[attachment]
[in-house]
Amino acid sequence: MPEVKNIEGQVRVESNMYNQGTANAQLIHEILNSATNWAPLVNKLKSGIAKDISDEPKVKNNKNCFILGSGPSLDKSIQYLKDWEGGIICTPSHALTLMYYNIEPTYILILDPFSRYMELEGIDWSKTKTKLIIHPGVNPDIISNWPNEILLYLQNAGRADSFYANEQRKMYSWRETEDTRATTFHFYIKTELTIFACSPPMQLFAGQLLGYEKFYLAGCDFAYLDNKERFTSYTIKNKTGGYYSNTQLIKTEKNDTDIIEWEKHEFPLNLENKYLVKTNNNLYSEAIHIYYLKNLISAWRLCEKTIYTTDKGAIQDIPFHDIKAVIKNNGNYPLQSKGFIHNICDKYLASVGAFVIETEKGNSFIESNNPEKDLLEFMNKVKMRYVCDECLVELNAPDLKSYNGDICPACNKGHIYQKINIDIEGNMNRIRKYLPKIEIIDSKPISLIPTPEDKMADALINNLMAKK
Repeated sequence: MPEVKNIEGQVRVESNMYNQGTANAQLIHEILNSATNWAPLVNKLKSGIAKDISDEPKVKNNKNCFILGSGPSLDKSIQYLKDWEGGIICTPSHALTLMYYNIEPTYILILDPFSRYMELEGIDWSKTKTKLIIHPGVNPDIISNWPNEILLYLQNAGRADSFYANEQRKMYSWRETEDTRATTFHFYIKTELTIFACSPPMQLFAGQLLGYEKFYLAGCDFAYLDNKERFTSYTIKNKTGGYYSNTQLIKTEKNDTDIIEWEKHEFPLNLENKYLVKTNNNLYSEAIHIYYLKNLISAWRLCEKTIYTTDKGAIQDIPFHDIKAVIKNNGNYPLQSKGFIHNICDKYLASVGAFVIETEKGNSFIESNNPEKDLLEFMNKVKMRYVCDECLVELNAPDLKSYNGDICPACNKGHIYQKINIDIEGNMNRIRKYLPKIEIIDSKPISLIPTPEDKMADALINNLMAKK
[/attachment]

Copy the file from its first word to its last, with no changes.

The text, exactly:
[in-house]
Amino acid sequence: MPEVKNIEGQVRVESNMYNQGTANAQLIHEILNSATNWAPLVNKLKSGIAKDISDEPKVKNNKNCFILGSGPSLDKSIQYLKDWEGGIICTPSHALTLMYYNIEPTYILILDPFSRYMELEGIDWSKTKTKLIIHPGVNPDIISNWPNEILLYLQNAGRADSFYANEQRKMYSWRETEDTRATTFHFYIKTELTIFACSPPMQLFAGQLLGYEKFYLAGCDFAYLDNKERFTSYTIKNKTGGYYSNTQLIKTEKNDTDIIEWEKHEFPLNLENKYLVKTNNNLYSEAIHIYYLKNLISAWRLCEKTIYTTDKGAIQDIPFHDIKAVIKNNGNYPLQSKGFIHNICDKYLASVGAFVIETEKGNSFIESNNPEKDLLEFMNKVKMRYVCDECLVELNAPDLKSYNGDICPACNKGHIYQKINIDIEGNMNRIRKYLPKIEIIDSKPISLIPTPEDKMADALINNLMAKK
Repeated sequence: MPEVKNIEGQVRVESNMYNQGTANAQLIHEILNSATNWAPLVNKLKSGIAKDISDEPKVKNNKNCFILGSGPSLDKSIQYLKDWEGGIICTPSHALTLMYYNIEPTYILILDPFSRYMELEGIDWSKTKTKLIIHPGVNPDIISNWPNEILLYLQNAGRADSFYANEQRKMYSWRETEDTRATTFHFYIKTELTIFACSPPMQLFAGQLLGYEKFYLAGCDFAYLDNKERFTSYTIKNKTGGYYSNTQLIKTEKNDTDIIEWEKHEFPLNLENKYLVKTNNNLYSEAIHIYYLKNLISAWRLCEKTIYTTDKGAIQDIPFHDIKAVIKNNGNYPLQSKGFIHNICDKYLASVGAFVIETEKGNSFIESNNPEKDLLEFMNKVKMRYVCDECLVELNAPDLKSYNGDICPACNKGHIYQKINIDIEGNMNRIRKYLPKIEIIDSKPISLIPTPEDKMADALINNLMAKK